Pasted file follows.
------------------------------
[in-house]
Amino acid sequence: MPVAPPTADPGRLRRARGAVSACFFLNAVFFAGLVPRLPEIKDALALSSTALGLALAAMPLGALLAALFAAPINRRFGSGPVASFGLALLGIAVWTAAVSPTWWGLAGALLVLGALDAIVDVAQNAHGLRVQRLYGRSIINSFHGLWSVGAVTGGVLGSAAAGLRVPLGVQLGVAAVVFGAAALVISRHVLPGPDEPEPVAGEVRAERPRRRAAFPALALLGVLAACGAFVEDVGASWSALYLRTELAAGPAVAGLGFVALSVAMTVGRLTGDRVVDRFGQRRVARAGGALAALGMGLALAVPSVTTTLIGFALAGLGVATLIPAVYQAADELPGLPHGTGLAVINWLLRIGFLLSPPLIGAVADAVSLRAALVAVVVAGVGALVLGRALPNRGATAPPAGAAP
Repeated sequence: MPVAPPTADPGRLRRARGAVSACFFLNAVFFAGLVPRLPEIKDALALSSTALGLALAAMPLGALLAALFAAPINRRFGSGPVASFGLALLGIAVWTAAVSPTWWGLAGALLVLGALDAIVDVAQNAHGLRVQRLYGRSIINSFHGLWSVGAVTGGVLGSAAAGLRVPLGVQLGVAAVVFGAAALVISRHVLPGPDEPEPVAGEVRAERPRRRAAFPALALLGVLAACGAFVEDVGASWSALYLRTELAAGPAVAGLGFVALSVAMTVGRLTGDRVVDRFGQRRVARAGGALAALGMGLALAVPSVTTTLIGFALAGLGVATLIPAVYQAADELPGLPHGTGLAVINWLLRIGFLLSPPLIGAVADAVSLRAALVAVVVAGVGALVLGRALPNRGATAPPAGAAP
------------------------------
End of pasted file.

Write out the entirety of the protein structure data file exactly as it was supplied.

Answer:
[in-house]
Amino acid sequence: MPVAPPTADPGRLRRARGAVSACFFLNAVFFAGLVPRLPEIKDALALSSTALGLALAAMPLGALLAALFAAPINRRFGSGPVASFGLALLGIAVWTAAVSPTWWGLAGALLVLGALDAIVDVAQNAHGLRVQRLYGRSIINSFHGLWSVGAVTGGVLGSAAAGLRVPLGVQLGVAAVVFGAAALVISRHVLPGPDEPEPVAGEVRAERPRRRAAFPALALLGVLAACGAFVEDVGASWSALYLRTELAAGPAVAGLGFVALSVAMTVGRLTGDRVVDRFGQRRVARAGGALAALGMGLALAVPSVTTTLIGFALAGLGVATLIPAVYQAADELPGLPHGTGLAVINWLLRIGFLLSPPLIGAVADAVSLRAALVAVVVAGVGALVLGRALPNRGATAPPAGAAP
Repeated sequence: MPVAPPTADPGRLRRARGAVSACFFLNAVFFAGLVPRLPEIKDALALSSTALGLALAAMPLGALLAALFAAPINRRFGSGPVASFGLALLGIAVWTAAVSPTWWGLAGALLVLGALDAIVDVAQNAHGLRVQRLYGRSIINSFHGLWSVGAVTGGVLGSAAAGLRVPLGVQLGVAAVVFGAAALVISRHVLPGPDEPEPVAGEVRAERPRRRAAFPALALLGVLAACGAFVEDVGASWSALYLRTELAAGPAVAGLGFVALSVAMTVGRLTGDRVVDRFGQRRVARAGGALAALGMGLALAVPSVTTTLIGFALAGLGVATLIPAVYQAADELPGLPHGTGLAVINWLLRIGFLLSPPLIGAVADAVSLRAALVAVVVAGVGALVLGRALPNRGATAPPAGAAP